pic @Bex.Walton Caffè Gambrinus
History has it that coffee was introduced in Napoli by the Archduchess Marie Caroline of Hapsburg, yes that Carolina we give credit for also introducing to Italians the bidet, as we already know. Kaffee was a very fashionable drink in Austria, not only among the Court and nobility but within the reach of the wealthy bourgeois in the numerous chic Wiener kaffeehaeuser. The young Archduchess married Ferdinand IV of Bourbon, King of Naples and Sicily, and in 1768 moved to Naples only to discover coffee was ill-regarded: strong was the power and influence of the Church and local Clergy, which considered coffee to be the devil’s drink and bearer of the evil eye, due to its color and its exciting properties. The young fashionista Queen couldn’t care more: at a court ball in 1771 she organised a coffee room in the Reggia di Caserta, and had cups of coffee served by waiters in white jackets and gloves, ahead of their time baristas. Reality is that it took another 30 years to see the first café opening its doors to Neapolitans and the only surviving café of that grand era is Caffè Gambrinus, which opened in 1860 as Gran Caffè, facing the north corner of the Royal Palace.
Compared to other Italian cities, Naples has a distinct coffee culture which seems to have stopped in the 1950s, when finally, coffee became a popular drink throughout the urban classes. Unlike the rest of Italy in Naples the homely coffee maker is not the Bialetti’s mokka pot but the coccumella, invented by a French but so widely adopted in Naples that is also called napoletana. The great Edoardo De Filippo already said everything about this and I don't even dare to add a word. Check out here is ardent monologue out of Questi Fantasmi movie of 1954.
If in a Trieste cafe, to feel like a local what really matter is the , in Napoli the eccentricities go beyond the act of correctly ordering your cup of coffee: having an espresso in Naples seems to follow an unspoken script whose fundamental steps cannot be avoided. As you enter any Neapolitan café you’ll notice the espresso machine are not sleek and slender, with electronic buttons as the modern ones you can find in other parts of Italy, rather the machines are quite old-fashioned with big baton-like manual levers. If you opt for a caffè al volo (on the go), like locals do, standing at the counter, your order will be taken by the cashier, who will “call” your espresso or capuccino to the barista. As you approach the counter the barista will serve you first a miniature glass of water, whose purpose is to clean your palate and prepare it for your caffeine shot. Next comes your coffee, served on a hot, almost scalding cup because the espresso, like pizza, has a few moments of life and when lukewarm or, worse, cold it becomes something undrinkable for Neapolitans. If you order something to eat with your espresso then expect your hot cup to be served once you have finished eating. Once again, the reason is to avoid you to drink it cold. Same happens if you order a cappuccino, so if you like to soak your sfogliatella or cornetto in it, then, better you tell the barista you like to have both served together. Lastly never forget to compliment your barista and possibly leave a small tip. Next time you’ll enter that café you’ll be recognised and you’ll be greeted and really feel like a local.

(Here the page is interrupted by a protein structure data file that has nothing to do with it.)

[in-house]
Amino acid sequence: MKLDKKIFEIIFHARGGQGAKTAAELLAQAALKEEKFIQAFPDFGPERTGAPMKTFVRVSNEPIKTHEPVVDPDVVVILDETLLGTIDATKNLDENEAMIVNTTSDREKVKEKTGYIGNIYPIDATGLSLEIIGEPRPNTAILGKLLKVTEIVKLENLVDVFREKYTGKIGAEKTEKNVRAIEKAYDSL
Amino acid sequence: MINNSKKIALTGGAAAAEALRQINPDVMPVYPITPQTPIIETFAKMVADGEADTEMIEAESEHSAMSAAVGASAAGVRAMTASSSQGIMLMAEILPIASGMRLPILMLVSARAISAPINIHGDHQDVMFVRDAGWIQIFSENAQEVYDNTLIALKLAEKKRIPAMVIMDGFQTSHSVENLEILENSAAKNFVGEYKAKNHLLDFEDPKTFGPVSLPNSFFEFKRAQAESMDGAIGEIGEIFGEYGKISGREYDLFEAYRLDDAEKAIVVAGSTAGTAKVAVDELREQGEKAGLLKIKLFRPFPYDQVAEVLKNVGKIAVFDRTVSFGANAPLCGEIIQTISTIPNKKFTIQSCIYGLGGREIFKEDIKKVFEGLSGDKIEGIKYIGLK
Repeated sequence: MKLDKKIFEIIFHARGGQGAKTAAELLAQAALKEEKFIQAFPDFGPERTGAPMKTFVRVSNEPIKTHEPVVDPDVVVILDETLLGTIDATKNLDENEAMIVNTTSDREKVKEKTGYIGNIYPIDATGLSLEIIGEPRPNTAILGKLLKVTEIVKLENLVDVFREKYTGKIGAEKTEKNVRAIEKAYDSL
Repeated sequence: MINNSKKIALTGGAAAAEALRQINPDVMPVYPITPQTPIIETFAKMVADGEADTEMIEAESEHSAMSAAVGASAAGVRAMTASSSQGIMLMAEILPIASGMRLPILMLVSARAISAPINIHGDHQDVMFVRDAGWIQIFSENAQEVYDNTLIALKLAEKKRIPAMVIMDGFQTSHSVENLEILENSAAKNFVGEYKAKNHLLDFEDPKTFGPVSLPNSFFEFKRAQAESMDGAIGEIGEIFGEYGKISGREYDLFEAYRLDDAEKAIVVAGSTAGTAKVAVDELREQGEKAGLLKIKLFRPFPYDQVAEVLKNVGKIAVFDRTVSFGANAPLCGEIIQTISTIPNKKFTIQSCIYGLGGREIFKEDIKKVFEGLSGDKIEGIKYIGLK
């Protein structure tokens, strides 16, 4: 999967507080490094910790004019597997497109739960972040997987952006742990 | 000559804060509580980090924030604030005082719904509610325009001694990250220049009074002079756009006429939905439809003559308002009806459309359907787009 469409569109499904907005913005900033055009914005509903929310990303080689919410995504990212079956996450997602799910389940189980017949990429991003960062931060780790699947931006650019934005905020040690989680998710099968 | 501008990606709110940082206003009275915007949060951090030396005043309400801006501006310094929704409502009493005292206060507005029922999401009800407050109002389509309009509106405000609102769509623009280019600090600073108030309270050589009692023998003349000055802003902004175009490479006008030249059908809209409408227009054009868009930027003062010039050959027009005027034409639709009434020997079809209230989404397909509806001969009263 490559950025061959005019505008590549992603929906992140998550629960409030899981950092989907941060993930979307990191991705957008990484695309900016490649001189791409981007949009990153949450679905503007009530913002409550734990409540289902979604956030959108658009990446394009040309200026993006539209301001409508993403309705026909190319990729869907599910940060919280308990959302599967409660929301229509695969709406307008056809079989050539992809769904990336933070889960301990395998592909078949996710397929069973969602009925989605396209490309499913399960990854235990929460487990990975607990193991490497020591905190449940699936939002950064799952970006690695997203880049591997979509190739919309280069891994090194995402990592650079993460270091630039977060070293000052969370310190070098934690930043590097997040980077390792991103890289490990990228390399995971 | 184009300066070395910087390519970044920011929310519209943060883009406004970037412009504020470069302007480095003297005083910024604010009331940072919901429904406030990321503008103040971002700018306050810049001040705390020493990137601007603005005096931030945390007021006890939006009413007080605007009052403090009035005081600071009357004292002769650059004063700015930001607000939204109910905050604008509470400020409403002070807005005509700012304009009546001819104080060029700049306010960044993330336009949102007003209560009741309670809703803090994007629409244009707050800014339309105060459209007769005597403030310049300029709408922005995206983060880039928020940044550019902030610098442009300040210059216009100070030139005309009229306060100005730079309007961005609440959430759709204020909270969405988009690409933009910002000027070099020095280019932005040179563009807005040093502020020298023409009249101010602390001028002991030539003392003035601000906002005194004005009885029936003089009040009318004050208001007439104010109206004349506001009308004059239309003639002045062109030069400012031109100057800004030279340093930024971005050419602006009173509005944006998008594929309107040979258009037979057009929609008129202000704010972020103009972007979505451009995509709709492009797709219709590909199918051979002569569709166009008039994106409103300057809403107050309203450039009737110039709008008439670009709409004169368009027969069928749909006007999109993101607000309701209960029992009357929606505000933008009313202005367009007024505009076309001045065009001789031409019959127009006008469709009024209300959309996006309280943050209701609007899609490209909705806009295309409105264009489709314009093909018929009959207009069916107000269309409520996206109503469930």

“Prendiamoci un caffè”, let’s have a coffee, is probably the most common way of saying “let's meet and spend some time (what is necessary but not too long) together”. Having a coffee together is the first approach to any type of relationship, the first moments in which we study, exchange opinions, reveal each other. Those few minutes are essential for the future of the relationship. It is no coincidence that to say you don’t like a person, in Italian we say “con quello nemmeno un caffè” (with that person, I won’t even have a coffee). Coffee is not just the drink, in Napoli, more than any other place in Italy it is one of the most important ways to relate, valid at all hours of the day. Whenever you are invited to have a coffee, it is polite to always answer yes, even if you don't want it, and as you arrive in front of the counter or seat at the table, the question will finally become precise and the immaterial finally materialises: " So, what do you get?”.
After the Art of Neapolitan Pizzaiolo, inscribed in the list of Intangible Cultural Heritage of Humanity by UNESCO in 2017, the Campania region in 2020 has bid for the “Neapolitan Espresso Culture” to be included in that heritage list as well, with the following motivation: "Coffee in Italy is not only a dink, but it expresses a true culture, an entirely Neapolitan ritual that has given birth to traditions spread everywhere, such as that of caffè sospeso that evokes the sense of hospitality, solidarity and conviviality".
The tradition of caffe sospeso (suspended coffee) is born in Napoli and it consists in paying two coffees, one for you and one for a future customer, who cannot afford it. Although the origin of caffè sospeso are not clear, the first to describe it was Luciano De Crescenzo, a prolific Neapolitan writer and populariser with his gentle and elegant manners in “Il Caffè Sospeso” in 1977: “Once in Naples, in the Sanità district, when one was happy because something had gone well, instead of paying for just his coffee, he paid for two, leaving the second one, already paid for, for the next customer. The gesture was called "caffè sospeso". Then, from time to time, a poor man appeared to ask if there was a "sospeso". It was a way like any other to offer a coffee to rest of the world ".